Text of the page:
DEAR DOCTOR K:
Is chocolate really good for the brain?
It sounds too good to be true, but research has found that certain compounds in chocolate, called cocoa flavonols, may protect brain function.
In one recent study, researchers tested the effects of cocoa flavonols in 90 healthy 61- to 85-year-olds with good memory and thinking skills. Participants drank a special brew containing either a low (48 milligrams, or mg), medium (520 mg) or high (993 mg) amount of cocoa flavonols each day.
After eight weeks, the study participants took tests that measured attention, executive function and memory. People who had consumed medium and high amounts of cocoa flavonols every day made significant improvements on these tests, compared to people who consumed low amounts.
A previous study by these researchers was published in 2012. That study showed that daily consumption of cocoa flavonols was associated with improved thinking skills in older adults with a problem known as mild cognitive impairment.
Flavonols are a type of plant nutrient found in many foods and drinks. These include tea, red wine, blueberries, apples, pears, cherries and peanuts. They are particularly abundant in cacao beans, which are used to make cocoa powder and chocolate.
Flavonols in cocoa have been studied for many years. They have been shown to help lower blood pressure, improve insulin resistance (a precursor to diabetes), improve blood flow to the brain and heart, prevent blood clots and fight cell damage.
How cocoa flavonols might boost thinking skills has not been directly studied in humans. In lab and animal studies, flavonols have been found to help brain cells “talk” to one another. They also protect brain cells from toxins and inflammation.
The amount of cocoa flavonols in chocolate varies widely from one chocolate to another. As a rule of thumb, dark chocolate has more flavonols than milk chocolate. Even so, the amount of flavonols in about three ounces of dark chocolate can range from 100 to 2,000 mg.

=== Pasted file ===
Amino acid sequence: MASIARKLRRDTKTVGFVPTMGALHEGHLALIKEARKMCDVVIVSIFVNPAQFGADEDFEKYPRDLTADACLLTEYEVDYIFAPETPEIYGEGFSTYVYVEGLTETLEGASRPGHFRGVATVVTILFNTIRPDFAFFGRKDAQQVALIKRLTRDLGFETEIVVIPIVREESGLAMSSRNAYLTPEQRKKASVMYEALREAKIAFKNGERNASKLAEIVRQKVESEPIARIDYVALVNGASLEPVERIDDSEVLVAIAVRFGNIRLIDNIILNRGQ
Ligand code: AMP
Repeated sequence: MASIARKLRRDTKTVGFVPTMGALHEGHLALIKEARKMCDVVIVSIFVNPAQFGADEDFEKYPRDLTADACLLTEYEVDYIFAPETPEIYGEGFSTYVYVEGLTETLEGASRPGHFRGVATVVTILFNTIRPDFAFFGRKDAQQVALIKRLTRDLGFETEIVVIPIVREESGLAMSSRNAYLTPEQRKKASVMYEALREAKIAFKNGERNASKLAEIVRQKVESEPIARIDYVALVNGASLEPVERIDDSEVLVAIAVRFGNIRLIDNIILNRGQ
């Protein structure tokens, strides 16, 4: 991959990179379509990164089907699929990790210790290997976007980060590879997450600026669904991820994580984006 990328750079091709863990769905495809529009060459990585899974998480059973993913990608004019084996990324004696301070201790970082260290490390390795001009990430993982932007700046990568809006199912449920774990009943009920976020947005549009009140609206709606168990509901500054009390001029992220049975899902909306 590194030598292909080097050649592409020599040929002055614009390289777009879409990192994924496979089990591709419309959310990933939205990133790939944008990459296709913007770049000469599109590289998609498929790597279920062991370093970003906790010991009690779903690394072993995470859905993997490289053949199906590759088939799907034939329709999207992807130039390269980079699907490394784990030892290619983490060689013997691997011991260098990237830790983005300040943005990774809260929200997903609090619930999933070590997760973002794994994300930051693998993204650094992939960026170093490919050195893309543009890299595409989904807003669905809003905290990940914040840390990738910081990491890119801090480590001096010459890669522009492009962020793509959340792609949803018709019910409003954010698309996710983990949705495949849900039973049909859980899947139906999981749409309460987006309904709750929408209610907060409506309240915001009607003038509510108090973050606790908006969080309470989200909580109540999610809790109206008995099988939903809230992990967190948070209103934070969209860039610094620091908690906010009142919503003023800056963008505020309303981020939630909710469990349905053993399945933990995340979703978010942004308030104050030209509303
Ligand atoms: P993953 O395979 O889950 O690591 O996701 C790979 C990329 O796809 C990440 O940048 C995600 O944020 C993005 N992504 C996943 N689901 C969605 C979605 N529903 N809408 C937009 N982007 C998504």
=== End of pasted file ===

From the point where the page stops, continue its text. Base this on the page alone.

The forms of chocolate that we generally consume — chocolate candies and chocolate pastry — generally are high in both calories and cholesterol-raising saturated fats. So I’m surely not advising you to improve your heart health by eating a box of chocolates (or a big slice of chocolate cake) each day.
The chocolate confection industry is working on new forms of chocolate candies that are richer in flavonols and lower in calories and saturated fat. And there are plenty of low-calorie chocolate recipes on the Internet.
The best way to get cocoa flavonols is through dark cocoa powder mixed with a very little bit of added sugar and low-fat milk. Look for cocoa powder that is as natural as possible. (Avoid so-called “Dutch processed” cocoa powder, as Dutch processing reduces the amount of flavonols.)
For chocoholics like me, the research news on chocolate over the past decade has been good. Still, you’ve got to be careful about how you partake in its benefits.